The new Cricut Knife Blade is an amazing tool in your Cricut arsenal. But what are the Cricut Knife Blade materials? Here are the qualified materials, plus a few others that you might try!
Have any of you had a chance to play around with the Cricut Knife Blade? I’ve been doing all sorts of projects using mine—it’s so amazing what it can do. So far I’ve cut Cricut chipboard (a bunch—I am loving this material!) 1/32″ balsa wood, and 1/16″ basswood. But there are quite a few materials that Cricut has qualified as working with the Knife Blade! These materials have been tested and re-tested by Cricut and they feel good putting their stamp of approval on them. I will update this list as Cricut releases more qualified materials.
Qualified Cricut Knife Blade Materials
- 1/32” Balsa Wood
- 1/16” Balsa Wood
- 3/32” Balsa Wood
- 1/32“ Basswood
- 1/16” Basswood
- Cricut Chipboard
- 1.5mm Craft Foam
- 2mm Craft Foam
- 3mm Craft Foam
- 2-3oz Soft Garment Leather
- 4-5oz Soft Garment Leather
- 4-5oz Stiff Tooling Leather
- 6-7oz Stiff Tooling Leather
- 2-ply Matboard
- 4-ply Matboard
There are a few things to note about the above materials. These notes come from my own personal experience, as well as that of people I know at Cricut and other friends who have been working with the knife blade. I will also be doing individual posts on these materials in the upcoming weeks so you can learn all the specifics for cutting these materials!
If you haven’t already, make sure you read my Cricut Knife Blade Tips For Success post before cutting!
Balsa Wood: Balsa is very soft. I have found it works better for larger cuts rather than anything intricate—it just tends to break if your cut is too delicate. One use I really liked was our name tags that Cricut made for us at the Knife Blade training back in March. They were an outline of our name with patterned iron on in a script for our actual name. It was pretty cool.
Basswood: If you’re going for a wood look, I recommend basswood over balsa. It’s much sturdier and I’ve had quite a bit of success cutting it. Look for pieces that aren’t composite pieces—basically smaller pieces glued together. The Knife Blade has a tendency to cancel out if it hits that glue line. Check out Hobby Lobby’s hobby section (where model airplanes are) for good, not-composite pieces of basswood.
Chipboard: Users have really only had luck using Cricut’s chipboard. When I was visiting in March, the Cricut Knife Blade team said they’d tested dozens of brands of chipboard and they all had too many defects to cut properly. Chipboard is generally made of recycled materials and is full of imperfections. So if you’re going to cut chipboard, I’d recommend Cricut’s brand—I’ve had great success with it. Of course, as always, if you want to test something else, go for it! If you’re going to paint chipboard, make sure you seal it first with ModPodge or another sealant, since chipboard will soak up paint just like paper.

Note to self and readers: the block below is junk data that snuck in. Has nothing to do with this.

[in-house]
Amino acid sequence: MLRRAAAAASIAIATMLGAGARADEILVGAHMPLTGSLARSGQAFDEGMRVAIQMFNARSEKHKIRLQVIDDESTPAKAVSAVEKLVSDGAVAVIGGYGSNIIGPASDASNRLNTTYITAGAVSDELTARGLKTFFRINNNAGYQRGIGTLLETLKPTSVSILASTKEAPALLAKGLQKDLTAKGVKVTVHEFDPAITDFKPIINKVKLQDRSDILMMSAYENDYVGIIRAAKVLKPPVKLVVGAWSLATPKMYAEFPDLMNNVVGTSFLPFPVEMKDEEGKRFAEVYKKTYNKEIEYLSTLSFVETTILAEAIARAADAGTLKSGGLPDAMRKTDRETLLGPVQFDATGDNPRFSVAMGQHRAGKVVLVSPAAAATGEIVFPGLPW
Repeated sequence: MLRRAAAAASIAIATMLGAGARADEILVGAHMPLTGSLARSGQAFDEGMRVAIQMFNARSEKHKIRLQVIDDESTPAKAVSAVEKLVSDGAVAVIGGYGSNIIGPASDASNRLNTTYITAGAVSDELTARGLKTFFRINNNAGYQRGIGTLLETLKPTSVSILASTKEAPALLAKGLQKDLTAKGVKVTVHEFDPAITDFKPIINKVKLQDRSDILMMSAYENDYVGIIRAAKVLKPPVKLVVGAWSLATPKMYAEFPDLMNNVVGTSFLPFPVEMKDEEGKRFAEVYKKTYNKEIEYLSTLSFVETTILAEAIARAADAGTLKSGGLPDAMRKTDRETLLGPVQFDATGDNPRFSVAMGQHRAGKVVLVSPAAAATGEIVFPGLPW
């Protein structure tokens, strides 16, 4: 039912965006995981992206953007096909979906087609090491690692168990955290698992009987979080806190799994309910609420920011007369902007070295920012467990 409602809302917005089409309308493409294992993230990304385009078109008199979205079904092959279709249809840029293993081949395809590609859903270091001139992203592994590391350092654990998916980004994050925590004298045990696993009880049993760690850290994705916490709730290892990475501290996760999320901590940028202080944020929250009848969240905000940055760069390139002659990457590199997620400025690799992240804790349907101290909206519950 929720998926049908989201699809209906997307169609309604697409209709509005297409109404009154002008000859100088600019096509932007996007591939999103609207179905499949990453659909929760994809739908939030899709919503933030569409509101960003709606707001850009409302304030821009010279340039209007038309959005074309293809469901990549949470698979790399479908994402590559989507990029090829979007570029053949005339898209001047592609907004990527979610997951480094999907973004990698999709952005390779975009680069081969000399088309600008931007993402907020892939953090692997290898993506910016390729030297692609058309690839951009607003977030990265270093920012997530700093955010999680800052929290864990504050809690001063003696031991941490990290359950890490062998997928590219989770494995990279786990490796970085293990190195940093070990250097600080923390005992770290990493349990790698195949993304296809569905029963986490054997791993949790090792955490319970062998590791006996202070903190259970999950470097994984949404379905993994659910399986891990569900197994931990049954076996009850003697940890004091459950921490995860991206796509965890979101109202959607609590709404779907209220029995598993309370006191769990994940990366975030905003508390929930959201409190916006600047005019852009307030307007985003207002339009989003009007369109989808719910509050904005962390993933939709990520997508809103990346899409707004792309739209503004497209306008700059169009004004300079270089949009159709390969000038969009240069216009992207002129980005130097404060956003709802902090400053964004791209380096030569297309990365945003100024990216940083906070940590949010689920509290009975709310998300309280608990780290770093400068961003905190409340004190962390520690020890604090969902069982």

Craft Foam: I haven’t played around with craft foam yet, but one of the cool things is that although the Cricut can technically cut only 2.4mm materials, you can actually cut 3mm craft foam because it’s so pliable. This one is next on my list to try!
Leather: There is so much to know about the different kinds of leather out there. We got a leather primer at Cricut headquarters and woah—lots to learn about working with it! Just know that leather is a natural product so, like chipboard, it may have defects. If your blade stops cutting, clear any debris and just hit the Go button again. For leather, use the shiny side of the leather down.
Matboard: Since matboard comes in “plys” I think it’s a little more susceptible to layers peeling off as you cut. So like balsa wood, keep your cuts more simple so you don’t end up with peeling materials. I am going to test this material as well.
While Cricut has qualified the above materials, there’s nothing stopping you from trying other materials as well! There are no way to make custom materials for the Knife Blade, so choose whatever qualified material seems closest and watch your blade carefully so you can stop it once it cuts all the way through your non-qualified material. Think stencil plastic, ShrinkyDinks, veneer, cork, and who knows what else! Test, test, test and see what your Cricut Knife Blade can do!
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